Dufresne said he hopes the area can be cleaned up quickly but he suspects it will be the end of the business, where he started cooking at the age of 14. Now 59, he owns his own restaurant in town, Cove Cafe.

The owners will contact the guests who had booked rooms for the season, but they had not started that process yet, he said.

“We have some guests that have been coming here since we opened,” he said.

Ogunquit Fire Chief Mark O’Brien said the location of the fire and strong winds posed challenges and hazards for firefighters, as did a lack of water.

The department was first notified by an alarm system in the building, but when the first engine crossed the bridge leading to the popular tourist destination, the building was already in flames, O’Brien said.

The fire hydrant across from the inn was not charged with water when firefighters first arrived but was activated quickly and did not have a noticeable impact on their ability to fight the fire, O’Brien said. However, the hydrant was fed by a temporary fire supply hose that is much smaller than the underground pipe that would normally carry water to the area. Crews extended supply hoses over the bridge railing and into the river, using the brackish water to supply fire hoses.

The wind drove the flames and smoke across the single road leading into the area, causing electrical wires from the inn to a utility pole across the street to fall into the roadway.

Those conditions prevented other fire equipment from getting off the bridge. After firefighters doused the flames and Central Maine Power shut down power to the area, additional firefighters and equipment were able to access the site, O’Brien said.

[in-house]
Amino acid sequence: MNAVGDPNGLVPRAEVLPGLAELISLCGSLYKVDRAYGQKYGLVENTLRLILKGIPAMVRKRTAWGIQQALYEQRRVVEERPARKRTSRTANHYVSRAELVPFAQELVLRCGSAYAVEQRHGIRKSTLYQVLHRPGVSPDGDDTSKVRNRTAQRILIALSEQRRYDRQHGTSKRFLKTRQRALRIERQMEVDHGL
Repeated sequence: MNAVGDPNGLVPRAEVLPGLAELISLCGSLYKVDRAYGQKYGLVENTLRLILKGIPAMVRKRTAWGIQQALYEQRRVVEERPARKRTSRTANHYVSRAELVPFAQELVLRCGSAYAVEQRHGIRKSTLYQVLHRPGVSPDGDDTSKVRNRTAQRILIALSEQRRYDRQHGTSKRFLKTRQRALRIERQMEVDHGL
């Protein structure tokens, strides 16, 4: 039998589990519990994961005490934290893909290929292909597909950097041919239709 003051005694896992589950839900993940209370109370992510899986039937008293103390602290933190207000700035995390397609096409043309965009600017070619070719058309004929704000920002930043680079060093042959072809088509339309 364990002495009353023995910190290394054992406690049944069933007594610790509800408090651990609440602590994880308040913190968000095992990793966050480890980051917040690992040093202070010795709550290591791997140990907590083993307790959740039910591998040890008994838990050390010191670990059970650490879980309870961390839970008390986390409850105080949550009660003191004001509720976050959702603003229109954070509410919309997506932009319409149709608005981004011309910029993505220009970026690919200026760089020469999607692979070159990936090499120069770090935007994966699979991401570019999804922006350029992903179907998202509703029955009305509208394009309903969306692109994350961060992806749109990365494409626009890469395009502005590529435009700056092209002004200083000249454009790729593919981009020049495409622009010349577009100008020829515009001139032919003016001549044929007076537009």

Crews could not get inside the building because of the heavy fire and worked to keep the flames from spreading to the adjacent restaurant and other nearby properties. They were able to save a new wing on the back side of Huckleberry’s, where workers were still putting the finishing touches on the construction in anticipation of the season.

Milt Vargelis, whose family has operated the nearby Neptune Motor Inn for 90 years, said he was worried the winds, at 30 to 40 mph, could carry flames to his building. He said a fire in the 1940s destroyed almost all the buildings on the block except for his family’s motel.

Vargelis said he called 911 when he first saw “a little wisp of smoke coming out of the windows” at the inn, but within moments flames were leaping from the building.

He praised the firefighters who fought the blaze.

“They fought it, they turned it around and started extinguishing it and that alone saved all the buildings on the beach,” he said. “All the praise should go to them for saving what’s left down here.”

Vargelis said it’s a tough time of year for an incident like this.

“Everyone in the hospitality industry is gearing for the tourist season,” he said. His first guests arrive in two weeks.

But he said the could have been a lot worse.

“It wasn’t a tragedy. No one was killed,” he said. “What burned down was buildings, not businesses.”

David Hench can be contacted at 791-6327 or at:

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Twitter: @Mainehenchman